I think that one the most frustrating thing about learning to dance was that I was so excited about it that I wanted to be really good at it NOW! Everyone around me made it look so easy and I felt like such a klutz! And it seemed to take forever for me to learn even the simplest movement. I couldn’t even remember which foot went where let alone put them there fast enough to keep up with my partner. Why was it taking sooooo long and why didn’t I just “get it”?
When I started taking classes and lessons, I always wondered why the pattern or technique that was being taught would seem reasonably comfortable by the end of the class, but be foggy by the next evening when I tried use it at a social dance and completely gone by the follow week when I went back to class. Then slowly, the earlier basic movements and techniques that I learned became second nature and they were replaced by more complex and difficult movements that continued to torture my self confidence and belief that I could learn to dance! The trouble is that at the time I didn’t realize that I had accomplished anything so I continued to beat myself up on my inability to learn and really, looking back, spoiled the joy of the journey of learning. (I really think this is why kids learn things faster than adults…they look at the process as playtime!)
Dang…how could I be such a slow learner? Of course, the answer is that I wasn’t necessarily a slow learner, I just hadn’t done enough repetitions to get the movement into my muscle memory so that I could execute it without thinking and go on to think about new challenges.
So…how many repetitions does it take to get a movement into muscle memory? (And, while we are at it, how many licks DOES it take to get to the center of a Tootsi Pop?)
According to a 1991 book called Motor Learning by Drs. Schmidt and Wrisberg, it takes 300 to 500 repetitions to burn a new movement into muscle memory! (Muscle memory is the body’s ability to execute a movement without consciously thinking about how to do it.) That is just one movement…not a complex dance pattern or technique which might include several different movements! To put those numbers into perspective let’s consider my favorite dance: Country 2-step. A slow country 2-step that would normally be danced at a country bar has a tempo of about 150 beats per minute. Assume that a dance lasts 3 minutes. That would be 450 beats/dance. If a dance couple only danced the 2-step basic (2 quicks and 2 slows, down line of dance in close dance position, leader going forward and follower going backward) that would be 6 beats/basic pattern or 75 basic patterns per dance. If the only movements they were trying to master was 1) the “2 slow steps”, and 2) the “2 quick steps” (and thus ignoring all the fine muscle control to hold dance position), than it would take at least 600-1000 repetitions of the basic pattern to burn the required movements into muscle memory. At 75 repetitions of the basic pattern/song the couple would have to dance 8-14 songs, doing nothing other than a correct basic pattern to put the 2-step basic into muscle memory!! Add in variations like turns or syncopations, each with several movement components and well….do the math…we just aren’t going to learn to dance in a couple of hours!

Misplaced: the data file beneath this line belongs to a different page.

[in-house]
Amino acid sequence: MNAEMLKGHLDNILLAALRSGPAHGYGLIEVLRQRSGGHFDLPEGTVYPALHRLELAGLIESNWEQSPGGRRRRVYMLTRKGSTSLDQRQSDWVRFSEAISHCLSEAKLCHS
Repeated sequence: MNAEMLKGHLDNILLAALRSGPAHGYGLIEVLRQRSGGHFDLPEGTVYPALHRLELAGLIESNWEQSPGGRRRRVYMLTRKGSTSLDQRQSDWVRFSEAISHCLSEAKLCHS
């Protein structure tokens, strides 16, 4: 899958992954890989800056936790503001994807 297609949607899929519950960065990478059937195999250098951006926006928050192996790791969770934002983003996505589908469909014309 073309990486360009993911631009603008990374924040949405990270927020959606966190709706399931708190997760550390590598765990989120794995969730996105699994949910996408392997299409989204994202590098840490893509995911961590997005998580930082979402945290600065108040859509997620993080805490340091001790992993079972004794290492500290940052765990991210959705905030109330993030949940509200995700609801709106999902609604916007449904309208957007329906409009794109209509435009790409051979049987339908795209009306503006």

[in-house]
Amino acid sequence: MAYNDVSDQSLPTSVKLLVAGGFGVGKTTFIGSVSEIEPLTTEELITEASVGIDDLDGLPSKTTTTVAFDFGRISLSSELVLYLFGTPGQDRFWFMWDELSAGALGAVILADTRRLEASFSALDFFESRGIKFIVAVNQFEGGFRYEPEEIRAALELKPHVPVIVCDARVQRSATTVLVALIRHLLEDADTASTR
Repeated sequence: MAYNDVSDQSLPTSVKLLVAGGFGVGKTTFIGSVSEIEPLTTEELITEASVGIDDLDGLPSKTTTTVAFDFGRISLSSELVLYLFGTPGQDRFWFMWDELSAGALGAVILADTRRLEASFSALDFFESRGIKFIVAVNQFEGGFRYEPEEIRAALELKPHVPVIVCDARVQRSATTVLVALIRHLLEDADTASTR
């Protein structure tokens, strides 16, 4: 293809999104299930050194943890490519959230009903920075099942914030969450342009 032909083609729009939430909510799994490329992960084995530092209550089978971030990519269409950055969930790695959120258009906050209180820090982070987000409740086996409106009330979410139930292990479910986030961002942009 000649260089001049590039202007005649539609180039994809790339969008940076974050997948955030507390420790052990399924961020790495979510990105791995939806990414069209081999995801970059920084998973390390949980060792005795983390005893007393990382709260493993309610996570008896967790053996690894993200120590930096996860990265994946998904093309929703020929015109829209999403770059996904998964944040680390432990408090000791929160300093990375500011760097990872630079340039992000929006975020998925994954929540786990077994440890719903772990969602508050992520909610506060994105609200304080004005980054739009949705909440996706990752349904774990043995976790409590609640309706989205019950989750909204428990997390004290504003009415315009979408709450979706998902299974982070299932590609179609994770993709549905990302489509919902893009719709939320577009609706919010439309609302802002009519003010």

Oh…and a bit of bad news….the number of repetitions required to erase a bad habit and replace it with the correct movement? 3000-5000!!! (Note to self…learn it correctly the first time!)
The good news….dancing is an amazing life long journey and social hobby! Getting those movements into muscle memory isn’t painful at all!
Dance of the Day: Rumba
Rumba is the slowest of the International Latin dances that are danced competitively. It is danced to 4-count music and has a basic pattern timing of slow-quick-quick. It is a beautiful, sensual dance of Cuban origin that was introduced to Europe and the United States in the early 1950s.